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john_hilgeman
02-22-2005, 02:58 PM
I'm new to the area and planning to do Mt. Washington before the winter slows down. I am just wondering what gear is necessary - ie. do I need my helmet, rope, screws or pro? I am planning to follow the lions head winter route. Are there avalanche shoots along this route? It would be great if someone who has done it could give me a general description of what to expect. I've done a number of other peaks this winter, including adam's, but I have heard so many warnings about washington that I want to be sure i am prepared. Also, any suggestions for a good map that shows the route? Thanks!

BrentD22
02-22-2005, 03:33 PM
You should purchase the White Mountain Guide from the AMC. It will give you a lot of information for hiking and backpacking in the white mountains. It has every trail, legths, descriptions, and maps to boot! Go to outdoors.org to purchase online. You can also purchase it in most book stores, ems, rei's, ect. Another good book you may want to look at purchasing is "Mountaineering - The Freedom of the Hills". It has info, climbing tecneques, and it's just a good read, very educational. Good luck and prepare properly. Mt. Washington and it's surrounding peaks have the worst weather on earth!

giggy
02-22-2005, 03:51 PM
I have done it a few times - the AMC guide will give you almost nothing on the winter route.

for that route - you will not need screws, rope, etc.. since you have it - I am going to assume you tech climb as well - if so, this will be a breeze for you technical wise. What you will need is warm and windproof clothing. plan for subzero temps and -50 wind chills - probably won't be that bad - but you should plan for it. make sure no exposed skin.

mountaineering axe, spikes, will do - you shouldn't need snowshoes as tuckerman ravine trail ia always well packed due to the snowcat running up it. but that is your call - I have never used them on this trail or above treeline at anytime on washington - again your call on that.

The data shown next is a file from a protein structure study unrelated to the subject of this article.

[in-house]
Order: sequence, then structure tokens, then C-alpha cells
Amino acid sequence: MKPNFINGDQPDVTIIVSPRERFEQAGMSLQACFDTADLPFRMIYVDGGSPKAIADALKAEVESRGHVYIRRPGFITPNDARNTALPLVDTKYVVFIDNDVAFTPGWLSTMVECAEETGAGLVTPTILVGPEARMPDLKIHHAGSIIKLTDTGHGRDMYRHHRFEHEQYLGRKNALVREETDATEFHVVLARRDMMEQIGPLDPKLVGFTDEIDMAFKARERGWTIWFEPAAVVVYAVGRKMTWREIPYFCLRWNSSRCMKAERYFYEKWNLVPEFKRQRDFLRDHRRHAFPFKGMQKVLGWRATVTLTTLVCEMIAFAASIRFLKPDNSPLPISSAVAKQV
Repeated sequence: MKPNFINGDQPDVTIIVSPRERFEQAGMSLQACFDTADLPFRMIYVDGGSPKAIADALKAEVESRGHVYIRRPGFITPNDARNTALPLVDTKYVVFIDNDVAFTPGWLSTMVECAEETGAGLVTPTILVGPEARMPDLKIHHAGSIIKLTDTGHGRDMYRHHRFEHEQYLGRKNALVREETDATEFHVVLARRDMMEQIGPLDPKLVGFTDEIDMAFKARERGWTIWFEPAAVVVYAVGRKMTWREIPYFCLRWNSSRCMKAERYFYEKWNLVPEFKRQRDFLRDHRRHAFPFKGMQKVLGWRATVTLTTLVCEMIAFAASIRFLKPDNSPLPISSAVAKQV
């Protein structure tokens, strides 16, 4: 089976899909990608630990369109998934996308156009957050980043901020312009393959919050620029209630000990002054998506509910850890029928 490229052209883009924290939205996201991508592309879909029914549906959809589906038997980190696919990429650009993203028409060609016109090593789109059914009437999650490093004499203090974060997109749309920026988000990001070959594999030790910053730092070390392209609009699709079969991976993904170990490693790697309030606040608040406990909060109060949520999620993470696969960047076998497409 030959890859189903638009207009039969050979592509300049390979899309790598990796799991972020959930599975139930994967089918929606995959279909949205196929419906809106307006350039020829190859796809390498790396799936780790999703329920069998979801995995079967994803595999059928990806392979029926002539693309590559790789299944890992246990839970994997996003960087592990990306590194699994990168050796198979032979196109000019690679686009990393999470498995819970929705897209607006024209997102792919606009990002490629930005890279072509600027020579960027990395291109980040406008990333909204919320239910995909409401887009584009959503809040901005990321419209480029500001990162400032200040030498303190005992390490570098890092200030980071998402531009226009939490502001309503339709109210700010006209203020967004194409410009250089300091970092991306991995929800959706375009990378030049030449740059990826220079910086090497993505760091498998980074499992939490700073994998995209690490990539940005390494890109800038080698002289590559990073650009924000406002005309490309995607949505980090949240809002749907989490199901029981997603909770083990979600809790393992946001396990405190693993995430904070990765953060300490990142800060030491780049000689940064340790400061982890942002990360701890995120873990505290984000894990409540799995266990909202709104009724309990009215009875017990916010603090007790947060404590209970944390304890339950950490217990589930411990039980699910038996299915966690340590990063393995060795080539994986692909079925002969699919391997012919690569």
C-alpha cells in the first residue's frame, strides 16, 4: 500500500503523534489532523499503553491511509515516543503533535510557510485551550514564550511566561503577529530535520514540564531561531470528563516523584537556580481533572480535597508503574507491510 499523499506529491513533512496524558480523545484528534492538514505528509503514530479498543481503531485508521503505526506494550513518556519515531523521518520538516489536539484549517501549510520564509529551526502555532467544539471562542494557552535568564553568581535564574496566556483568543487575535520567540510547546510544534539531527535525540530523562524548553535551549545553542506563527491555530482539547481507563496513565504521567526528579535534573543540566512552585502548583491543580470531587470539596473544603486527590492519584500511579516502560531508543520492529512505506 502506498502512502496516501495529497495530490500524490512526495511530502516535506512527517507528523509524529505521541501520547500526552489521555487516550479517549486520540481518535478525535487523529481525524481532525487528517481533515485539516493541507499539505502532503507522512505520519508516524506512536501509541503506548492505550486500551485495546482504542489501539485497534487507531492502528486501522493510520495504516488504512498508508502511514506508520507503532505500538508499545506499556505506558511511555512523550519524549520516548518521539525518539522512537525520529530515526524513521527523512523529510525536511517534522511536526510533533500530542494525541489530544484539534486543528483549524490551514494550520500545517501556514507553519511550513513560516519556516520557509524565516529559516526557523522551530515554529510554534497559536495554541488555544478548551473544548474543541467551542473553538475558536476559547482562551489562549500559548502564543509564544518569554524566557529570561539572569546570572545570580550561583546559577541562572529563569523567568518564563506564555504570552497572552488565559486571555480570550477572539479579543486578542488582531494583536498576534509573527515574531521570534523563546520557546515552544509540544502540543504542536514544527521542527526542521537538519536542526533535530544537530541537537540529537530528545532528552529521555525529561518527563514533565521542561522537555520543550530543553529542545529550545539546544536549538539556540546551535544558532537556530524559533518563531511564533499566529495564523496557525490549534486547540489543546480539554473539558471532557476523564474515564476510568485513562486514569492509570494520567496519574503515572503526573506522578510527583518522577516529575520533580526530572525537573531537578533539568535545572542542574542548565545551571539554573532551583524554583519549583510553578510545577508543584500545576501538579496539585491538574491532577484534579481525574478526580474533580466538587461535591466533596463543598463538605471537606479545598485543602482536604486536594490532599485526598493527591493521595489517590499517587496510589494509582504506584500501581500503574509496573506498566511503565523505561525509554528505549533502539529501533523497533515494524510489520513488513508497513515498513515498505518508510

fisrt couple miles - easy graded apprach via tuckerman trail - lion head winter route is very steep for a hiking trail - but if you ice climb, it won't seem steep at all!! probably has sectionss of 60-65 degree steepness - not exposed at all really.

I would be happy to talk to you via phone - hell - I might even go with you - Private message me for a phone number - I can give you much more detail on the route/mountain via conversation. I have a decent amount of time logged in the presidentials in the winter.

have fun.

DougPaul
02-22-2005, 04:00 PM
I'm new to the area and planning to do Mt. Washington before the winter slows down. I am just wondering what gear is necessary - ie. do I need my helmet, rope, screws or pro? I am planning to follow the lions head winter route. Are there avalanche shoots along this route? It would be great if someone who has done it could give me a general description of what to expect. I've done a number of other peaks this winter, including adam's, but I have heard so many warnings about washington that I want to be sure i am prepared. Also, any suggestions for a good map that shows the route? Thanks!

Ice axe and crampons are all you need to do Lion's head. It is an easy snow climb or a hike over (non-technical) ice and rock). (If you are a real klutz, then it might be worth having someone belay you. That said, I've never seen it done.)

Lion's Head has avalanched in some very heavy snow years. Not usually a problem. Check http://www.mountwashington.org/avalanche/index.html. (Mostly about the ravines, but occasionally mentions Lion's Head.)

The winter route is marked and the trail is marked by cairns above T-line.

There are somewhat easier (but more exposed to the weather) routes up from Marshfield Base (Cog Railway base).

Re Washington vs Mt Adams:
More exposed. The weather may be somewhat worse and shelter is farther away. If you wander in the wrong direction from either peak you can get into technical terrain. Mt Washington has a non-simple shape making slope-based navigation difficult. The weather and navigating in poor visibility are the main hazards on this mountain.

Agree with Brent22--get the guidebook. Adequately explained there.

Giggy:
60-65 degrees--no way.
Just measured it off the topo--steepest is 35 degress.


Doug

WildPeaks
02-22-2005, 04:16 PM
Always check the weather & conditions. And if it's nasty when you get to treeline, turn arround!

Jim lombard